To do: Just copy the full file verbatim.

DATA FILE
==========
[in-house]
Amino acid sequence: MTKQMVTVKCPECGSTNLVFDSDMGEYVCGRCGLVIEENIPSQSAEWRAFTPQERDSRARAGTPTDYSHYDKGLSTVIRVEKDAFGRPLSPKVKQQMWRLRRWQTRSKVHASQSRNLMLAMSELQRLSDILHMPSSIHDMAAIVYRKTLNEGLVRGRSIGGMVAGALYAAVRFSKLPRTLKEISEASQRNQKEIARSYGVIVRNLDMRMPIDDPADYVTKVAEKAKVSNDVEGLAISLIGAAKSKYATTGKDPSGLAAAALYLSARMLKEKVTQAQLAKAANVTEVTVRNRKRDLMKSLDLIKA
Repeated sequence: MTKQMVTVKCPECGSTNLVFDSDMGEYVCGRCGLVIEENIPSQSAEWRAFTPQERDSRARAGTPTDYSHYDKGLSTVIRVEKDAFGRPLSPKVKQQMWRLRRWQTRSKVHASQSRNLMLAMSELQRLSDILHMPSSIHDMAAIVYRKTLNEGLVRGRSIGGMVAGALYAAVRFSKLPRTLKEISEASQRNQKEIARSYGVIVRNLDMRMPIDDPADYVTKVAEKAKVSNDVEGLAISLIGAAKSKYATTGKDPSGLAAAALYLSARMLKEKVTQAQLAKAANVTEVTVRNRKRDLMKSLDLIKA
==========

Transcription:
[in-house]
Amino acid sequence: MTKQMVTVKCPECGSTNLVFDSDMGEYVCGRCGLVIEENIPSQSAEWRAFTPQERDSRARAGTPTDYSHYDKGLSTVIRVEKDAFGRPLSPKVKQQMWRLRRWQTRSKVHASQSRNLMLAMSELQRLSDILHMPSSIHDMAAIVYRKTLNEGLVRGRSIGGMVAGALYAAVRFSKLPRTLKEISEASQRNQKEIARSYGVIVRNLDMRMPIDDPADYVTKVAEKAKVSNDVEGLAISLIGAAKSKYATTGKDPSGLAAAALYLSARMLKEKVTQAQLAKAANVTEVTVRNRKRDLMKSLDLIKA
Repeated sequence: MTKQMVTVKCPECGSTNLVFDSDMGEYVCGRCGLVIEENIPSQSAEWRAFTPQERDSRARAGTPTDYSHYDKGLSTVIRVEKDAFGRPLSPKVKQQMWRLRRWQTRSKVHASQSRNLMLAMSELQRLSDILHMPSSIHDMAAIVYRKTLNEGLVRGRSIGGMVAGALYAAVRFSKLPRTLKEISEASQRNQKEIARSYGVIVRNLDMRMPIDDPADYVTKVAEKAKVSNDVEGLAISLIGAAKSKYATTGKDPSGLAAAALYLSARMLKEKVTQAQLAKAANVTEVTVRNRKRDLMKSLDLIKA